After this just-starting school year, my husband and I are facing an empty nest. Due to some special needs in our family, we have spent much of the last 10 years focusing on our (now thriving) children. I think we have both been looking forward to them leaving the nest so we can finally focus on ourselves, but I realize that I am a little worried about being left alone together. We haven’t been very connected to one another throughout the last decade, and the idea of returning to an empty house and just looking at each other seems so depressing to me.
–Stressed about the Nest
I am impressed that you are naming this fear so far in advance. Commonly, that’s the kind of unconscious concern that shows up in other forms like relentless nitpicking, public passive aggression, or addictive behaviors that numb us to our real pain. Personally, I have seen that the transition to an empty nest can be particularly isolating. But why, when so many of us actively fantasize about getting our lives “back” once Junior is successfully launched? Here’s my take: too many of us make our lives child-centric for too long. When we finally reach the finish line (a.k.a. graduation, moving out, whatever) we realize we have lost our skills at being intimate partners in favor of being co-parents.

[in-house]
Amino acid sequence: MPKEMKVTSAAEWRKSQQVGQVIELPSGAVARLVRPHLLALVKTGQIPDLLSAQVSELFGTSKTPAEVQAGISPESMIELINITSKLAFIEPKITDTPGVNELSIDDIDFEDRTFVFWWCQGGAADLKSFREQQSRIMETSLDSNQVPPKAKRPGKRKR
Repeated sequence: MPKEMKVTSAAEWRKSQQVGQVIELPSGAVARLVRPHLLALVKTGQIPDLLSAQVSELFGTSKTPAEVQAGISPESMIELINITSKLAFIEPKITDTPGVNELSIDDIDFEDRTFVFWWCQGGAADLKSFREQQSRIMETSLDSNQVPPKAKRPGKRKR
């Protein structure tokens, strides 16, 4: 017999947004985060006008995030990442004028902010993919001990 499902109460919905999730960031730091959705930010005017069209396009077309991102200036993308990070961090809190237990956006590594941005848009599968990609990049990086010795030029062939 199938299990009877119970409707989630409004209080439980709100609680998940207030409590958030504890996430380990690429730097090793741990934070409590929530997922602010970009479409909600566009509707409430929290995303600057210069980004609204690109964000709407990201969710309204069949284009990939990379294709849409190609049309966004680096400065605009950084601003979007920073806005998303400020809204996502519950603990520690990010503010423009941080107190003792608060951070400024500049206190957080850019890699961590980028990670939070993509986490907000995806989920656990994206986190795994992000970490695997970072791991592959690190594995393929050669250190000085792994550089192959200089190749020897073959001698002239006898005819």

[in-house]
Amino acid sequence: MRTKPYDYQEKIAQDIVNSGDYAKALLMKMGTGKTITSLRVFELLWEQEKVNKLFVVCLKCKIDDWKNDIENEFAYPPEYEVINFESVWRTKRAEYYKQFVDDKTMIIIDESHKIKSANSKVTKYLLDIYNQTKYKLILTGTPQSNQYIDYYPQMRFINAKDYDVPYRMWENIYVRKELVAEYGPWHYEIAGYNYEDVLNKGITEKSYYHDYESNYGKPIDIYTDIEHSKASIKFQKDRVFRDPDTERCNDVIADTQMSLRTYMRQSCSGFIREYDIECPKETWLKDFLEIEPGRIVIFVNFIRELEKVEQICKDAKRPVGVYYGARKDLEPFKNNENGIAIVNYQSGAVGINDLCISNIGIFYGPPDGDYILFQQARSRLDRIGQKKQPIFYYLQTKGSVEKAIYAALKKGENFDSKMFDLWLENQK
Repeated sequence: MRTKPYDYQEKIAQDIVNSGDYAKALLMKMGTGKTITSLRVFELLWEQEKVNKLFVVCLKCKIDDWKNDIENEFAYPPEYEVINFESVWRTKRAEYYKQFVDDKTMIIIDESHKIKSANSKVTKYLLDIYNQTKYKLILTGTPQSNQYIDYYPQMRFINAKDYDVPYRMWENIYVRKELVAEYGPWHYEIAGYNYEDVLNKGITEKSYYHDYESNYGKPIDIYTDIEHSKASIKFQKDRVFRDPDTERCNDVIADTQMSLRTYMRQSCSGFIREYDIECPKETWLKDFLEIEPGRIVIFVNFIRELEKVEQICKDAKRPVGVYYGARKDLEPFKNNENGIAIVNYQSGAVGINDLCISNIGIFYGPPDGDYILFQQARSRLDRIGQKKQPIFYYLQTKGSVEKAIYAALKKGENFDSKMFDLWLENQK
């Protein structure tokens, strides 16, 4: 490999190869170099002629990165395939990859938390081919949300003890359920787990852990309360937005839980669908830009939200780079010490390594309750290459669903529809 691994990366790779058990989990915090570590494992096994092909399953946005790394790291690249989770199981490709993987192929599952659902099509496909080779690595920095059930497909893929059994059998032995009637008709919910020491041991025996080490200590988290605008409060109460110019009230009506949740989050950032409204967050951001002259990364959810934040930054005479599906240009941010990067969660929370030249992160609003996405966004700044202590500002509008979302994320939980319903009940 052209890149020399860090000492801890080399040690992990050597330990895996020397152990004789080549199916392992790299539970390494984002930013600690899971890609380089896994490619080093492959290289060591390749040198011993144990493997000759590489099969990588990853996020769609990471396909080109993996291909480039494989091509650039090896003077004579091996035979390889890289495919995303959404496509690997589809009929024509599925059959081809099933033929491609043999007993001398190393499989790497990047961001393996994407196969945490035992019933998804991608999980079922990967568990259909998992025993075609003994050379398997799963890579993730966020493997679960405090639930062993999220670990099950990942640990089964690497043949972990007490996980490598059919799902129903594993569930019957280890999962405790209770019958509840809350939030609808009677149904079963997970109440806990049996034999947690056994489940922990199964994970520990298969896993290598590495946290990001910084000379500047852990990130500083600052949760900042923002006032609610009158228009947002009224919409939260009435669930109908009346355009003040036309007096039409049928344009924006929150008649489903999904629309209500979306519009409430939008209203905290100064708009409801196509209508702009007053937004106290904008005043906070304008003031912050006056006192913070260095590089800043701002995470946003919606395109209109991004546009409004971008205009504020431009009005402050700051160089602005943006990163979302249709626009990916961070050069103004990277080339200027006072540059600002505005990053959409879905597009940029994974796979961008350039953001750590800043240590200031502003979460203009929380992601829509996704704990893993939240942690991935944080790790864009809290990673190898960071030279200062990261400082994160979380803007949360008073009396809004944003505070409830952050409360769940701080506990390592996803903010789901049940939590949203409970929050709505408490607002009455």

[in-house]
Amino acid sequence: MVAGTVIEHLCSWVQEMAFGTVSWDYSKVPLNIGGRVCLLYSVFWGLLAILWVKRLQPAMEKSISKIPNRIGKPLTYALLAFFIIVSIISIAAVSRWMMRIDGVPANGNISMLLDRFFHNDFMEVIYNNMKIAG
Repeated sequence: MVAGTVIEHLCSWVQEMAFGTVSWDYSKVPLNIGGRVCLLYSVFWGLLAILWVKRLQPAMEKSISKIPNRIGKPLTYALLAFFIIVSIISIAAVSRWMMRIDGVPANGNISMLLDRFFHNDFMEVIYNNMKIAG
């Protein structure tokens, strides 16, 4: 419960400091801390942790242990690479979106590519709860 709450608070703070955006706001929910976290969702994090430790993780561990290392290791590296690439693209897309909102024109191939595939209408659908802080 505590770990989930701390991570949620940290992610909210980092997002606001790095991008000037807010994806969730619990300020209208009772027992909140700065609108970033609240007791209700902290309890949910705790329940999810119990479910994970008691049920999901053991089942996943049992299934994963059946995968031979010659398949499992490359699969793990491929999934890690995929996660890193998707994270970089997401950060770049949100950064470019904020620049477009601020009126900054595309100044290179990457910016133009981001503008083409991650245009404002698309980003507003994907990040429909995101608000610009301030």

When I say “intimate partners” I am not just talking about sex, although that’s often the reason couples finally get themselves to counseling. Rather, intimate partners are couples who turn toward each other when making decisions and setting goals. This is often a stark contrast to how we parent our teenagers, who need to be voting members in those conversations. You don’t need to change how you have been parenting, but you do need to focus on the times when you aren’t in parent-mode.
Quick fix? Make plans to get reconnected, starting now. Reinstitute date night. Start a list of things you want to do together when Junior moves out, and include easy ones (e.g., take more walks together) as well as big time fantasies (e.g., move to a new place, take a long vacation). Make sure you are incorporating appreciations into your daily life. Even if you do this already, I would imagine much of that gratitude is expressed regarding the ways each of you has been caring for Junior(s). Start to refocus that positivity on the things between you. If you need guidance feel free to use my go-to appreciations categories: what you look like, what you do, and who you are. You can make this better, but it will take some time and talk to get there.
Stacy Notaras Murphy (www.stacymurphyLPC.com) is a licensed professional counselor and certified Imago Relationship therapist practicing in Georgetown. This column is meant for entertainment only, and should not be considered a substitute for professional counseling. Send your confidential question to stacymurphyLPC@gmail.com.